One of the standout features of the 1972 Scout II is its capable four-wheel drive system, which enables confident performance in diverse driving conditions. Whether traversing rocky terrain, navigating muddy trails, or braving snowy roads, the Scout II’s four-wheel drive system provides enhanced traction and stability, ensuring that drivers can tackle challenging environments with ease. Equipped with a two-speed transfer case offering selectable high and low-range gearing, the Scout II allows drivers to tailor the power delivery to suit the specific demands of the terrain, providing maximum torque for climbing steep inclines or traversing obstacles. Combined with its rugged construction and ample ground clearance, the Scout II’s four-wheel drive system cements its reputation as a versatile and capable off-road vehicle.

The Scout II features a sturdy ladder-type frame constructed from high-strength steel, providing a solid foundation for the vehicle’s chassis and suspension components. This robust frame design enhances durability and torsional rigidity, ensuring that the Scout II can withstand the stresses of off-road driving without compromising performance or safety. The suspension system comprises leaf springs at the front and rear, along with heavy-duty shock absorbers, delivering a balanced blend of comfort and capability. Whether tackling uneven terrain or cruising along the highway, the Scout II’s suspension system provides a smooth and controlled ride, enhancing driver confidence and passenger comfort.

The 1972 International Harvester Scout II equipped with an inline six-cylinder engine and three-speed manual transmission embodies the rugged reliability and adventurous spirit that defined the era of American SUVs. With its robust construction, capable four-wheel drive system, and versatile drivetrain, the Scout II remains a timeless classic cherished by enthusiasts and adventurers alike.

The haikarate4 YouTube channel features this popular 1974 International Scout commercial:

Based on the pictures, this Ceylon Green Metallic International Scout II for sale appears to be a rust-free restored example featuring all of it’s original body panels.  During the restoration, we’re fairly certain the seller took some liberties in tasteful modifications.  In addition to featuring a modern component headlight conversion, the seller added up-level “Rallye” stripes recreated in black, a package that did not come out until several years later with only white stripes. A nice, but very subtle touch.

If you are serious about buying this Scout II, you can start the conversation by using the contact information provided by the seller in their Craigslist ad.  When you connect, please mention that you saw their restored International Harvester SUV featured here on Good luck with the purchase!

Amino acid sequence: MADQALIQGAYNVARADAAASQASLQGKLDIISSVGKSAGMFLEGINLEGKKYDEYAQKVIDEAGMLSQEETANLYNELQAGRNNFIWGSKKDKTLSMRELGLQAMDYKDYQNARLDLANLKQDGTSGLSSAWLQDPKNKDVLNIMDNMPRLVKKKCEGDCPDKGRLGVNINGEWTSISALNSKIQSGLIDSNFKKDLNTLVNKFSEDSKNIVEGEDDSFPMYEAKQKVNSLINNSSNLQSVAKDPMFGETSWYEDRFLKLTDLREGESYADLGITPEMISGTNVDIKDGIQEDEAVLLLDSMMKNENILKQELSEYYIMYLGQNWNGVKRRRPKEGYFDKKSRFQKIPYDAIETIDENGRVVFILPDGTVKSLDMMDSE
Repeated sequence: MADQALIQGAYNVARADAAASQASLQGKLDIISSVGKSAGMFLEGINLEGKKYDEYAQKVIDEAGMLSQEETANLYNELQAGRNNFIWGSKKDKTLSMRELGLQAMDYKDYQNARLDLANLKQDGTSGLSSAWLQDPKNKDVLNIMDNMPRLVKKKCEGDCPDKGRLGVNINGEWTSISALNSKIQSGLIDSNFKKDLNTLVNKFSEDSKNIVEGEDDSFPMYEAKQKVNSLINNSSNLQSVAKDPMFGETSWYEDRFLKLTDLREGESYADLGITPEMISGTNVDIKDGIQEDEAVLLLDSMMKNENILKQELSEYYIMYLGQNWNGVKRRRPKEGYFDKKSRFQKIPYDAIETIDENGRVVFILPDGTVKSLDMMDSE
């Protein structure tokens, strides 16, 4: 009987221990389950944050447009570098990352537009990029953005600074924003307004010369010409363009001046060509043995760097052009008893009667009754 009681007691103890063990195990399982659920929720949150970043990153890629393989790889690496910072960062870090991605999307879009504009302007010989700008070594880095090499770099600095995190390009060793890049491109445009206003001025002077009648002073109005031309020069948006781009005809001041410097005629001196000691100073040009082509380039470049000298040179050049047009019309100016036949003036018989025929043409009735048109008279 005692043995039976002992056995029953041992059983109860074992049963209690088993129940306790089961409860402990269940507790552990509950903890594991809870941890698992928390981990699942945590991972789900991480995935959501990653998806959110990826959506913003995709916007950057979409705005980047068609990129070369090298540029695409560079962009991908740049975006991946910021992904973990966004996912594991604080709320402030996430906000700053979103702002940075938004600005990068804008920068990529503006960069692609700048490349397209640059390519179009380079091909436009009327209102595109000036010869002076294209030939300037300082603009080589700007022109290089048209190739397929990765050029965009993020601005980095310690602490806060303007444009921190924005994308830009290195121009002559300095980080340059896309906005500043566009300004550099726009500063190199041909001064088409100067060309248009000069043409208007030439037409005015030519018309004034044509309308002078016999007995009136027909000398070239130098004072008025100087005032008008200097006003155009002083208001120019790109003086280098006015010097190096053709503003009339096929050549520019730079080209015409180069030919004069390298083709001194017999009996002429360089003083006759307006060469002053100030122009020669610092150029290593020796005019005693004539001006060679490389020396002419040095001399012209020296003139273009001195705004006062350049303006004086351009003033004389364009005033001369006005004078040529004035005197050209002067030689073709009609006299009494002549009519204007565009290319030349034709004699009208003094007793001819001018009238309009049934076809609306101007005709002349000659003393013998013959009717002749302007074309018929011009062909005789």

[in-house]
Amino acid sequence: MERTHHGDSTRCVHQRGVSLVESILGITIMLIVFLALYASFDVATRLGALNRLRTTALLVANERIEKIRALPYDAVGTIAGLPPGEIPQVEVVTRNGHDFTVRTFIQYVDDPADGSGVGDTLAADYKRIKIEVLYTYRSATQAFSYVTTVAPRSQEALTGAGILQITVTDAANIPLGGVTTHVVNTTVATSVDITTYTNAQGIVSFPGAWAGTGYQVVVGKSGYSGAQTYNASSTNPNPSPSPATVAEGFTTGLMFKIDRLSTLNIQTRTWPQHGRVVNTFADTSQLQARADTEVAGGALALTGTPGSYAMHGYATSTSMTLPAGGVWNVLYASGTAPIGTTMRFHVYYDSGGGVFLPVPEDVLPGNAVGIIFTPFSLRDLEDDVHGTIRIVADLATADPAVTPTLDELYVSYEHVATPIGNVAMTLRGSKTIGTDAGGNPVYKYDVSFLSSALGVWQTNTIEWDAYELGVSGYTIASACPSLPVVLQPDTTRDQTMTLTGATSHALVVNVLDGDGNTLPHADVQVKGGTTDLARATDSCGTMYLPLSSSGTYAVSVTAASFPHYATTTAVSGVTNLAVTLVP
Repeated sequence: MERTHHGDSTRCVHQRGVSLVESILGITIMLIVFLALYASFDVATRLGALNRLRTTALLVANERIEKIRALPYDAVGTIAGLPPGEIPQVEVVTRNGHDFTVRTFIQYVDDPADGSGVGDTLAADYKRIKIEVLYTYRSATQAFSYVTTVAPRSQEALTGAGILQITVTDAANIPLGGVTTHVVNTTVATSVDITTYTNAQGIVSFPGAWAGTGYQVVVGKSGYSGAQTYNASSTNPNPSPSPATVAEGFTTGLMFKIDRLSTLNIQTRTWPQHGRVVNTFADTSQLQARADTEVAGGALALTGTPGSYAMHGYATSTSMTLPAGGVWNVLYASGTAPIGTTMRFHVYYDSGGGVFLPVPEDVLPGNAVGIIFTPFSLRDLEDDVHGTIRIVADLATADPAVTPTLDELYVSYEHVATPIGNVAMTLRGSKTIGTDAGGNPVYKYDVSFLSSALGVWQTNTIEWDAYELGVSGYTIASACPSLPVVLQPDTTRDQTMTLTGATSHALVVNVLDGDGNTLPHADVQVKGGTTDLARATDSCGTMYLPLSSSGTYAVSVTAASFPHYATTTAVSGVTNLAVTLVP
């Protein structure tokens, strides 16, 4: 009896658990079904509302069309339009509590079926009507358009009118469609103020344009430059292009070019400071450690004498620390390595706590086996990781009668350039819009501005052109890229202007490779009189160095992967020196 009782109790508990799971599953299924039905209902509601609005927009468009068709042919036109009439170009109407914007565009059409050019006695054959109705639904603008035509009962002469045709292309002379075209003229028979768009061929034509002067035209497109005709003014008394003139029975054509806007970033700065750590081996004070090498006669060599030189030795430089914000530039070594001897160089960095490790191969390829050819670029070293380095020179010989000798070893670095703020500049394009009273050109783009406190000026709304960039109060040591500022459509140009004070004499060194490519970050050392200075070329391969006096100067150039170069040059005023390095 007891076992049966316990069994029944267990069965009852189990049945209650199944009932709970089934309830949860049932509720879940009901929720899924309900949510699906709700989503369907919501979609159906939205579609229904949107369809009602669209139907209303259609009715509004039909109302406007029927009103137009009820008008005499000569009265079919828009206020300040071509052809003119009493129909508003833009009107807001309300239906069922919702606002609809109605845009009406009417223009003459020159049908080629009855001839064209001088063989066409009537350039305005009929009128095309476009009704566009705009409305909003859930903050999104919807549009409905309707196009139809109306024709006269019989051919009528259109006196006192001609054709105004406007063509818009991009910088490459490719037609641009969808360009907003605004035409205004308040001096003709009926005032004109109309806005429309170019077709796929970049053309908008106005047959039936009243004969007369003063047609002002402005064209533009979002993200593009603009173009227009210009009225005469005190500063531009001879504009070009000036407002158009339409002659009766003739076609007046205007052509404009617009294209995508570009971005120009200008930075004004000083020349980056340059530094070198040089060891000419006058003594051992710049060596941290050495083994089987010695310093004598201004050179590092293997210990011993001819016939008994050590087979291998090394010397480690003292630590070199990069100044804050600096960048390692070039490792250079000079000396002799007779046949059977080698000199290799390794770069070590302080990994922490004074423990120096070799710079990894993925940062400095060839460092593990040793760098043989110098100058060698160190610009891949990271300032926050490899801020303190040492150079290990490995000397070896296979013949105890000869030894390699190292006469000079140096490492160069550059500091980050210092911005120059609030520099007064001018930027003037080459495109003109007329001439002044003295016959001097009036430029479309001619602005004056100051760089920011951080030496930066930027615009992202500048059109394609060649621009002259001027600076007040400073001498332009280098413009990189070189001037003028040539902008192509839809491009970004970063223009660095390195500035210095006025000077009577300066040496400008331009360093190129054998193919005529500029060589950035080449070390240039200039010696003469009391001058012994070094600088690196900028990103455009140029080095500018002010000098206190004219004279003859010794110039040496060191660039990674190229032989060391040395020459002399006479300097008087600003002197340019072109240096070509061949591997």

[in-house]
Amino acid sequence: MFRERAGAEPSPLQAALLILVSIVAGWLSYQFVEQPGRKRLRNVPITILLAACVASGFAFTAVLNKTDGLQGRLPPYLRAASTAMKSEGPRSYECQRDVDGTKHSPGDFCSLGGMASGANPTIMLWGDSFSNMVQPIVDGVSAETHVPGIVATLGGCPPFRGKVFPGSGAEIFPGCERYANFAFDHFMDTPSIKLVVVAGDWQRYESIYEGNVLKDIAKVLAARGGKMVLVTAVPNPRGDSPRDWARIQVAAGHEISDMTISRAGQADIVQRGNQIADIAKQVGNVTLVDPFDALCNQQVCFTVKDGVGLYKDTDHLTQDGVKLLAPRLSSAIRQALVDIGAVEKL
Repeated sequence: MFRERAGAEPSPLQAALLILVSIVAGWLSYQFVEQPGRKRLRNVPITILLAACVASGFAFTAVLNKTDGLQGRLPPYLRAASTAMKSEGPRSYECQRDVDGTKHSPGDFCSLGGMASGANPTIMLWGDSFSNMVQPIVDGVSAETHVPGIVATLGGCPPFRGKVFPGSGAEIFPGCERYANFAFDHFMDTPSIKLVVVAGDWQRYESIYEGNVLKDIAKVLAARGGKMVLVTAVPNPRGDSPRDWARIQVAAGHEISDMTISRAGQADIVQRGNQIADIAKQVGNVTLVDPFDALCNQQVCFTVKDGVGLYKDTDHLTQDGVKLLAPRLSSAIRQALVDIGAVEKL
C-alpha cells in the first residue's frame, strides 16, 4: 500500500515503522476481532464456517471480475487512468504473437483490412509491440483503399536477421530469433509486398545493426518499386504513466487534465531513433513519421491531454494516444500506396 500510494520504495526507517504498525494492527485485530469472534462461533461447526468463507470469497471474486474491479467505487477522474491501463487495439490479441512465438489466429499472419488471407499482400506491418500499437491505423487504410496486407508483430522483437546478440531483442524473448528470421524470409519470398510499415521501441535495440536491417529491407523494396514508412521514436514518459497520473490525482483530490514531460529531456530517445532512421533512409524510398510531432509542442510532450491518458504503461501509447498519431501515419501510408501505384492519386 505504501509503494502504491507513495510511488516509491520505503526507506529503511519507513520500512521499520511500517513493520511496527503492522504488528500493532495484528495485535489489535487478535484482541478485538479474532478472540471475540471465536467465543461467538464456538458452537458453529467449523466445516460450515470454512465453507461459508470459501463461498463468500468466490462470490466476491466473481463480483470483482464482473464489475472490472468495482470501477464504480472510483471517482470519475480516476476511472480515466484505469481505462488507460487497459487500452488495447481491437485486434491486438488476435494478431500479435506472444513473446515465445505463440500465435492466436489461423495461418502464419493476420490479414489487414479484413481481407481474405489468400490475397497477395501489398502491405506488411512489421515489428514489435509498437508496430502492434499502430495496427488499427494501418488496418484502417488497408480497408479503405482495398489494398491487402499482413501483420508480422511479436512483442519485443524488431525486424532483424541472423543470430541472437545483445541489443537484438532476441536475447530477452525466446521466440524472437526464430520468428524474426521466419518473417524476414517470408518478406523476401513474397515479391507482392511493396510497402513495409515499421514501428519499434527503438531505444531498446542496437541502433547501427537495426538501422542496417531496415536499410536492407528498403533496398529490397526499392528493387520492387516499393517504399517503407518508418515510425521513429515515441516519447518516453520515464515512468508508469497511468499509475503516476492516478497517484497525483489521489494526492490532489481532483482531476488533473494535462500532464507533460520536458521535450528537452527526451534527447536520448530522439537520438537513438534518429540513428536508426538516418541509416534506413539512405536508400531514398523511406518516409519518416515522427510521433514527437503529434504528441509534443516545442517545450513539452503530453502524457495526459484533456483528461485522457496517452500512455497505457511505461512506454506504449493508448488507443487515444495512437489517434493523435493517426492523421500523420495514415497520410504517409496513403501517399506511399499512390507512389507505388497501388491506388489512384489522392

Here’s the seller’s description:

“If you have any questions or to set up a viewing. Please call or text me. I can provide additional videos and photos upon request. I’m located in La Jolla, CA.

This is a beautiful Dark Green International Scout II that has been a Life Long CA Car.

Clean and clear CA title, with current registration. Smog exempt.

Lived in California for all of its life. Floors are very nice. No rust, no scaling and no patches.

Body and paint are beautiful! All original sheet metal. 1 repaint 5 years ago and garaged since. The body is laser straight, no accidents and absolutely no rust. All of the doors, hood and trunk align and close perfectly.  All the glass are in immaculate condition.

Inline 6 cylinder, with a 3 speed manual.

It has 72,000 Original miles. Always starts right up and settles into a smooth idle. Does not overheat. No smoke, no leaks and no funny noises. Cruises effortlessly at 70mph. Fun turn key classic Scout that’s ready for the open road. 

Interior is in good condition. The dash, seats, and carpet are very nice.

The gauges are in working order. Including the gas gauge, temperature gauge, oil pressure and alternator gauge.  All the lights work, including the dash lights, headlights, brake lights and turn signals.

Nice Good Year All Terrain tires 235/75R15, steel wheels with OEM caps.

All in all.. This is a spectacular example of a well cared for, honest 1972 California International Scout.

Show or go: What would you do with this restored 1972 International Scout II for sale? Please comment below and let us know!